Sex-Related Differences in Hematological Parameters and Organosomatic Indices of Oreochromis niloticus Exposed to Aflatoxin B1 Diet
A 24-week feeding experiment was conducted to assess whether males and females of Oreochromis niloticus exhibit differences in their hematological responses and organosomatic indices to dietary AFB1 contamination. Triplicate groups of O. niloticus (initial body weight: 24.1 ± 0.6 g) were fed with four diets (Diets 1 to 4) containing 0, 20, 200, and 2,000 μg AFB1 kg−1. A significant decrease () in hemoglobin (Hb), red blood cells (RBC), and hematocrit (Hct) was observed in AFB1 exposure groups, with the lowest levels recorded in the 2000 μg AFB1 kg−1 treatment. A significant increase in mean white blood cells (WBC), neutrophils, and lymphocytes was observed in AFB1 exposure groups. No sex-related differences in RBC, WBC, lymphocytes, monocytes, and neutrophils levels were observed. However, hemoglobin and hematocrit values for female O. niloticus were significantly lower than those for male O. niloticus. Organosomatic indices showed that the relative liver, kidney, and spleen weights were significantly higher () in the AFB1 supplemented group than in the control group. However, the effect of aflatoxin on organosomatic indices does not depend on sex but rather depends on the dose of aflatoxin in the diet. These results provide useful information for monitoring changes in the health status of male and female O. niloticus.
Oreochromis niloticus are currently the main cultured fish species in East Africa (accounting for 75%), and they contribute the bulk of fish, yielding approximately 3,400 tons (69.9%) . In O. niloticus, diets are predominantly formulated using high levels of grain and plant protein and are at high risk of being contaminated by aflatoxin . Aflatoxin (AF), a potent mycotoxin produced by Aspergillus flavus and Aspergillus parasiticus, is a top challenge in aquaculture production due to the increasing use of vegetable sources in fish feeds . Aflatoxin contamination in fish causes anemia, hemorrhaging, liver damage, weight reduction, vulnerability to secondary infectious diseases, and a slow decrease in reared fish stock quality, thus representing a significant challenge in aquaculture [4, 5].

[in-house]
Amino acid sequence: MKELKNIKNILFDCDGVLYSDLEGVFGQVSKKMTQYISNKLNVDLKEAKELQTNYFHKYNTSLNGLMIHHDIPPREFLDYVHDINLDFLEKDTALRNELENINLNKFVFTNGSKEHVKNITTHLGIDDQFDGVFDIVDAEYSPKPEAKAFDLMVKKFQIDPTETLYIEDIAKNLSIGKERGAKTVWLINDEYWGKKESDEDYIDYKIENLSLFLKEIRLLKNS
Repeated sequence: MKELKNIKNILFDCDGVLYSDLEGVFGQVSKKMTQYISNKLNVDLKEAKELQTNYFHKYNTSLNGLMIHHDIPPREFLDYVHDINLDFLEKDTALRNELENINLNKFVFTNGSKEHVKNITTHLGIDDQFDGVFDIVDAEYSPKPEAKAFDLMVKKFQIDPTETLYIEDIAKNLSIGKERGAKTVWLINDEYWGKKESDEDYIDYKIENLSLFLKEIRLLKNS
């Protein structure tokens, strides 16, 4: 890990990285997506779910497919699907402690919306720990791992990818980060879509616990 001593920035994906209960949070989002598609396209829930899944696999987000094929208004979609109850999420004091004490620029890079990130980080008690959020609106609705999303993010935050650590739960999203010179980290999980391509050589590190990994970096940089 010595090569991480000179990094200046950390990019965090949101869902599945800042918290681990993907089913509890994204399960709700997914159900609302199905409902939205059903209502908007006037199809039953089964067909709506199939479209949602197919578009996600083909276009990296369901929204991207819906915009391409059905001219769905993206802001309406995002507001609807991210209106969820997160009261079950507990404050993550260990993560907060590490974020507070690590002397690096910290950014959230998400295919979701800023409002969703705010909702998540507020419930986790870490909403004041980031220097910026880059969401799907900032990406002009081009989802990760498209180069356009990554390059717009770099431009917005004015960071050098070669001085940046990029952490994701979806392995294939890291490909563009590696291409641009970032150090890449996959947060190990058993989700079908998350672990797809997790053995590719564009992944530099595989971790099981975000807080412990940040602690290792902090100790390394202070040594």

Information on various infections of visceral organs, necrosis, inflammation, and the presence of stress factors is generally provided by hematological parameters [6, 7]. These parameters are associated with the blood and blood-forming organs . Blood acts as a pathological reflector of the status of animals exposed to the toxicant and other conditions; animals with good blood composition likely show better performance [9, 10]. The study of the physiological and hematological characteristics of cultured fish species is an essential tool in the advancement of aquaculture systems, especially with respect to the detection of healthy versus infected or stressed fish [11, 12]. In addition, Ronald and Bruce  described organosomatic indices as the proportion of organs to body weight; an organ measured in relation to body mass can be directly connected to toxic effects by a chemical to the target organ . The most commonly used organosomatic indices are the gonadosomatic index (GSI), spleen somatic index (RSI), kidney somatic index (KSI), and hepatosomatic index (HSI) [15, 16]. These organosomatic indices may provide more specific information related to the function of the selected organ .